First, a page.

The daily educational pearl – hypokalaemic periodic paralysis

Hypokalaemic periodic paralysis

= muscle weakness or paralysis with associated hypokalaemia

It can be:

– congenital – rare channelopathy

– secondary to

hyperthyroidism – also called thyrotoxic periodic paralysis

caffeine abuse

salbutamol

aldosteronism (primary / secondary / pseudo)

renal tubular acidosis

The attacks occur during the period of rest after strenuous exercise, after high carbohydrate or high sodium content meals. They can also be triggered by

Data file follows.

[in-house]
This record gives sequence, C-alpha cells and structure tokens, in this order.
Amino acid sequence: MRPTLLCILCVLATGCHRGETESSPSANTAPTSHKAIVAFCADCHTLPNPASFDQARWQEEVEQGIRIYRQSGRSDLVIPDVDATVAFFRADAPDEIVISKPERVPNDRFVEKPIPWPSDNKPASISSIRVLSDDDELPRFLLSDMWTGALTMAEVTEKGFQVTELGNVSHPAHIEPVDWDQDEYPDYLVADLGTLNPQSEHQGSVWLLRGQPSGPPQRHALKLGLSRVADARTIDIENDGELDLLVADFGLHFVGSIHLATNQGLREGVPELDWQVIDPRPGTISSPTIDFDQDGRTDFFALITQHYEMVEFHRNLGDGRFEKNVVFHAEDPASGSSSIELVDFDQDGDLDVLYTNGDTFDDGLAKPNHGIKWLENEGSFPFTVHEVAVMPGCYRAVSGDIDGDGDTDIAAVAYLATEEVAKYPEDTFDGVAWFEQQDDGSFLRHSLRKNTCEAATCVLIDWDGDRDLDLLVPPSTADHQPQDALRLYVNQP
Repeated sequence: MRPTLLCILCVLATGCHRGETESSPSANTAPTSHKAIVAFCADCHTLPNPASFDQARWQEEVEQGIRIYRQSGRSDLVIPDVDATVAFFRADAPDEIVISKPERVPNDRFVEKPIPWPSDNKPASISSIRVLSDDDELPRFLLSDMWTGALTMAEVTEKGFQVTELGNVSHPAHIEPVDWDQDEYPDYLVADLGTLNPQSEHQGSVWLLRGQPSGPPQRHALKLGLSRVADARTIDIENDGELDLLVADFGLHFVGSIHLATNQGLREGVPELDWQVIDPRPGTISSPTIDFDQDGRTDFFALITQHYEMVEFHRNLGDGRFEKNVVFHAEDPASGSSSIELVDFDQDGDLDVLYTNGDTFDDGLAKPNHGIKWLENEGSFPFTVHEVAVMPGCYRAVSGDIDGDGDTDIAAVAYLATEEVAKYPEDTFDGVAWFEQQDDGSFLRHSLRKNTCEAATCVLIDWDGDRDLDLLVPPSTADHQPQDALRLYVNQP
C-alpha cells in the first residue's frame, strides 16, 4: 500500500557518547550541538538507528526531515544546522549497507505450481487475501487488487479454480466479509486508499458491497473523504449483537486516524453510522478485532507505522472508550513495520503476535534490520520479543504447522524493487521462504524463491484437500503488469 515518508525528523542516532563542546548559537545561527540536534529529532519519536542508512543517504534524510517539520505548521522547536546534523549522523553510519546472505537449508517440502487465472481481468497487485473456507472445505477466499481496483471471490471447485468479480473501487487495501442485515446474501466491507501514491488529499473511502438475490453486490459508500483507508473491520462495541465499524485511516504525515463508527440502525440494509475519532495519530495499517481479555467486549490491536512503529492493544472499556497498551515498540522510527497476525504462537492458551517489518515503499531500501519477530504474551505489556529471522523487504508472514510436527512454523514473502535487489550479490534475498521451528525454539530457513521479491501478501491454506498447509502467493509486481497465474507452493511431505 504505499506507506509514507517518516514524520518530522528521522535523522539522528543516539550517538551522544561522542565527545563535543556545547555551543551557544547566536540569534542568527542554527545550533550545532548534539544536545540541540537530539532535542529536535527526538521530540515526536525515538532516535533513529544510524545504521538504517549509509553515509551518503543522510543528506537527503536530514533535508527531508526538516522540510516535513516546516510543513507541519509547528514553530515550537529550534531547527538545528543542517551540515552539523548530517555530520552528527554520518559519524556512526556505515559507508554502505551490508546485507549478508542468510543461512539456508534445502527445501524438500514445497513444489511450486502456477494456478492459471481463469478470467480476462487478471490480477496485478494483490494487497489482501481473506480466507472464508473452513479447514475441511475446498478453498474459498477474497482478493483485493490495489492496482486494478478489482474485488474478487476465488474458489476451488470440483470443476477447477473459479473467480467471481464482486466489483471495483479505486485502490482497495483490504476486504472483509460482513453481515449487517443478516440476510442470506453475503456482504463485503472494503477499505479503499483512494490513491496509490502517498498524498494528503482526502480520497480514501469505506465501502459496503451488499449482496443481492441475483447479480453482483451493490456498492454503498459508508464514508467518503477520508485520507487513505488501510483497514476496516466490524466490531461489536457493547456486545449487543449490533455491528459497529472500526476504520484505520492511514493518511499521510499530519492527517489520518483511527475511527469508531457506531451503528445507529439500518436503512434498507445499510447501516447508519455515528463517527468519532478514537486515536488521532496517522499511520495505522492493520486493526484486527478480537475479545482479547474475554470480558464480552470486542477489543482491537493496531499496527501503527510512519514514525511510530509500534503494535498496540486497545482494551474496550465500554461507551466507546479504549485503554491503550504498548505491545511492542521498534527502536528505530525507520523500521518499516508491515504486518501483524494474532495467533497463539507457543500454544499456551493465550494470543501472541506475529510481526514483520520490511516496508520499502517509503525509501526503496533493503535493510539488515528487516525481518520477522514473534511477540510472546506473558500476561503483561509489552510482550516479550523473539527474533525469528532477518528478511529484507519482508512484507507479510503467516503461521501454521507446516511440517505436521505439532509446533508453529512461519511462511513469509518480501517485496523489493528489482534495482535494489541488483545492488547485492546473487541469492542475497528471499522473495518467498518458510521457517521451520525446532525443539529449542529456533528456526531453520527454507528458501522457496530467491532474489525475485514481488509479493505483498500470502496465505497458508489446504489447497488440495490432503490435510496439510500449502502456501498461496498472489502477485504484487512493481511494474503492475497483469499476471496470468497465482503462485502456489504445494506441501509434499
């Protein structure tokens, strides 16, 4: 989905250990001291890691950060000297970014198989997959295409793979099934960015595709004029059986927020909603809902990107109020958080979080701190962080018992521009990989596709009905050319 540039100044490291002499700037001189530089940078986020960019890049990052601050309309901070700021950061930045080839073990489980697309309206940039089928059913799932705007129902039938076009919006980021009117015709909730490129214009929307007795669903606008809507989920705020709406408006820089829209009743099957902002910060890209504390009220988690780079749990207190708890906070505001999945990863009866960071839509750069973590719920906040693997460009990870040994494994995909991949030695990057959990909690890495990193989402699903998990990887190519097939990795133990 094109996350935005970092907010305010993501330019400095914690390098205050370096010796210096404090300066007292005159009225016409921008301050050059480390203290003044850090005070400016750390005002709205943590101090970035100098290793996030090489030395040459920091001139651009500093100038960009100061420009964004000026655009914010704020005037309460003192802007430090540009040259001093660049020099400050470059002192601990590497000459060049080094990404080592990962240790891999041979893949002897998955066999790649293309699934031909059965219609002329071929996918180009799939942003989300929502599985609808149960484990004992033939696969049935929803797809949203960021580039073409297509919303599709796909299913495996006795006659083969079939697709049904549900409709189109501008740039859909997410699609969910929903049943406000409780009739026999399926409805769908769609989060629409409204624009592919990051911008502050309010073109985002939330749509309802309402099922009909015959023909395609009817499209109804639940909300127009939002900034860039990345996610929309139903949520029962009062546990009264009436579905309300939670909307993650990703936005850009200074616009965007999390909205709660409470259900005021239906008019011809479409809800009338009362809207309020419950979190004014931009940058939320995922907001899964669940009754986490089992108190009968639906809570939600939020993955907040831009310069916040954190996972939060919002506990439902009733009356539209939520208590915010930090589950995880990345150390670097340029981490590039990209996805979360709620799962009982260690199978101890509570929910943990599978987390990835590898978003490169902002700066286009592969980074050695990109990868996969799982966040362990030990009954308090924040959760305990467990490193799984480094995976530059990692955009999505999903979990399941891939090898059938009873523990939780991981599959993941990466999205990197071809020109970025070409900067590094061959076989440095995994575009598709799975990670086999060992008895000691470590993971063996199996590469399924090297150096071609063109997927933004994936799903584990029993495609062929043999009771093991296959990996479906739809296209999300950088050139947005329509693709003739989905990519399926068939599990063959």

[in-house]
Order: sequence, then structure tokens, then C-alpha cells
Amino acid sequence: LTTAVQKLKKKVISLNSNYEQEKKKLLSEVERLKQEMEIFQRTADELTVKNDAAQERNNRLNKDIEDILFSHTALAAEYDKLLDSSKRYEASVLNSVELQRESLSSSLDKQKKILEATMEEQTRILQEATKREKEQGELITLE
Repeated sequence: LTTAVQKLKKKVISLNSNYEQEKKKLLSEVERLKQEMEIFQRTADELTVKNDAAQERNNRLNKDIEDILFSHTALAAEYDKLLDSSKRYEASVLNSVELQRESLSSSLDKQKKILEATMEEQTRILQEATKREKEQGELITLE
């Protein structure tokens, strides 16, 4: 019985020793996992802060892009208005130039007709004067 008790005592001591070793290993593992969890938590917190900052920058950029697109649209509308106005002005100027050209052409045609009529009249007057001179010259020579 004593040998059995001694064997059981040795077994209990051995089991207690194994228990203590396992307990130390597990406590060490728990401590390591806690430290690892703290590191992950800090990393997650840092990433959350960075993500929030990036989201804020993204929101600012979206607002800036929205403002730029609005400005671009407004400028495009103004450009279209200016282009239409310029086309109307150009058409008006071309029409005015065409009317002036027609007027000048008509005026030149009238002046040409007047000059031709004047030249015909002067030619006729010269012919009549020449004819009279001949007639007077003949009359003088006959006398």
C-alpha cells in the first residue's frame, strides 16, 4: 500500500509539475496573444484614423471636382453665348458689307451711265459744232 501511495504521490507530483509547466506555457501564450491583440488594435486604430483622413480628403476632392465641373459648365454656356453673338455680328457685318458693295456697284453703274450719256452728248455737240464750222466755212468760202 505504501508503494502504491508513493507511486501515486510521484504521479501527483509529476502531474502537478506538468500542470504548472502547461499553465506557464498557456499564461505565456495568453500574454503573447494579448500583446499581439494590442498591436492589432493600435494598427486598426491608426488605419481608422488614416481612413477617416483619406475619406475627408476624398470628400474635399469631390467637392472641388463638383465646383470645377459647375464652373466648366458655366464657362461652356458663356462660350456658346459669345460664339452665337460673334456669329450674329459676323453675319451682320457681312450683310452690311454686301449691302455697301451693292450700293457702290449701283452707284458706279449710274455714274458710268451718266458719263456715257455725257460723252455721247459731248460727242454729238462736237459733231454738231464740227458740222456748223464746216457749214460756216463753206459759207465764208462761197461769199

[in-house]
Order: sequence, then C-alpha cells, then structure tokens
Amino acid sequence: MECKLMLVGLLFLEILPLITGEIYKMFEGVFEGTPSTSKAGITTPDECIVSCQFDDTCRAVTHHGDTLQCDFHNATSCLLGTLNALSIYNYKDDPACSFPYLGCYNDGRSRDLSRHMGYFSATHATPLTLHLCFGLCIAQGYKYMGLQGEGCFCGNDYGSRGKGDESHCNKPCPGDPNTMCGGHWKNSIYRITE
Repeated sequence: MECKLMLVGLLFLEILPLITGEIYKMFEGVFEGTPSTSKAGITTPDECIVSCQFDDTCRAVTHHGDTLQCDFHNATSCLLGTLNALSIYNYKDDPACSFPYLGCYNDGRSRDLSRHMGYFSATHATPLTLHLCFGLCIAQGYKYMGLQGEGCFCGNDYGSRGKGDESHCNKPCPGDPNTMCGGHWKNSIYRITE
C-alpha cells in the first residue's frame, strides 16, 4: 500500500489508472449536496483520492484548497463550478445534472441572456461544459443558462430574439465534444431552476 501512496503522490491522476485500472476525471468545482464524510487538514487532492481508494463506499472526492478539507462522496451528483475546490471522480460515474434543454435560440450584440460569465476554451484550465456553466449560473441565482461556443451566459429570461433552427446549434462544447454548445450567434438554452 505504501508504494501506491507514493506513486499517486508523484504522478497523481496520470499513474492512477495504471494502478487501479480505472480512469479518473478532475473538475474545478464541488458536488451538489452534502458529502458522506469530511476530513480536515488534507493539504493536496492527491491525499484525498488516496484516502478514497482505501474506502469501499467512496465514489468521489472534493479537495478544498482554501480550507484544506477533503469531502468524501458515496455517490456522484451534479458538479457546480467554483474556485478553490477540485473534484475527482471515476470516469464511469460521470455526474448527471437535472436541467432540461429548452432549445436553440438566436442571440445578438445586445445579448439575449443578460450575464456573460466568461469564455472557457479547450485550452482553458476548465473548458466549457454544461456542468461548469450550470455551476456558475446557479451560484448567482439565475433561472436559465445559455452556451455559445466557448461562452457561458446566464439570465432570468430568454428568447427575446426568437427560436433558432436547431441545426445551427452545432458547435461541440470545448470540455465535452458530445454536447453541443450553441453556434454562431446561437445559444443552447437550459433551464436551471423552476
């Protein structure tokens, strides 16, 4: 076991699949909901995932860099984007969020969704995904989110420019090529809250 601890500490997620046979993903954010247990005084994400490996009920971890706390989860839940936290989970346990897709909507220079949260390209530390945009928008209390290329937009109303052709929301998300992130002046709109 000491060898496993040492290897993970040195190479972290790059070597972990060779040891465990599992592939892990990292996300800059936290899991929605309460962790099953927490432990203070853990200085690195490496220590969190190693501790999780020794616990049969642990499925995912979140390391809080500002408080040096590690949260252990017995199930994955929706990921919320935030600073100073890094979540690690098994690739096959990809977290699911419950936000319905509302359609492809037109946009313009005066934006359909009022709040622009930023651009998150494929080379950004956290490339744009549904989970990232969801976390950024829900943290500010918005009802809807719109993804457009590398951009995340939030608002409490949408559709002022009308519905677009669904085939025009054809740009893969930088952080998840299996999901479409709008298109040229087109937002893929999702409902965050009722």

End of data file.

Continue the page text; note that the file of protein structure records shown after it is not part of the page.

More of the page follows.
sudden changes in temperature.

The weakness can be mild and limited to certain muscle groups, or severe, involving all the muscle groups.

The treatment in ED is K replacement, but be aware that on recovery there can be a sudden release of K from the muscle cells with hyperkalaemia. Very important for these patients though is prevention of recurrent attacks – so either treatment of the cause if it’s a secondary form, or acetazolamide / spironolactone for the congenital forms.

There is also a form of periodic paralysis associated with hyperkalaemia.

 

 

 

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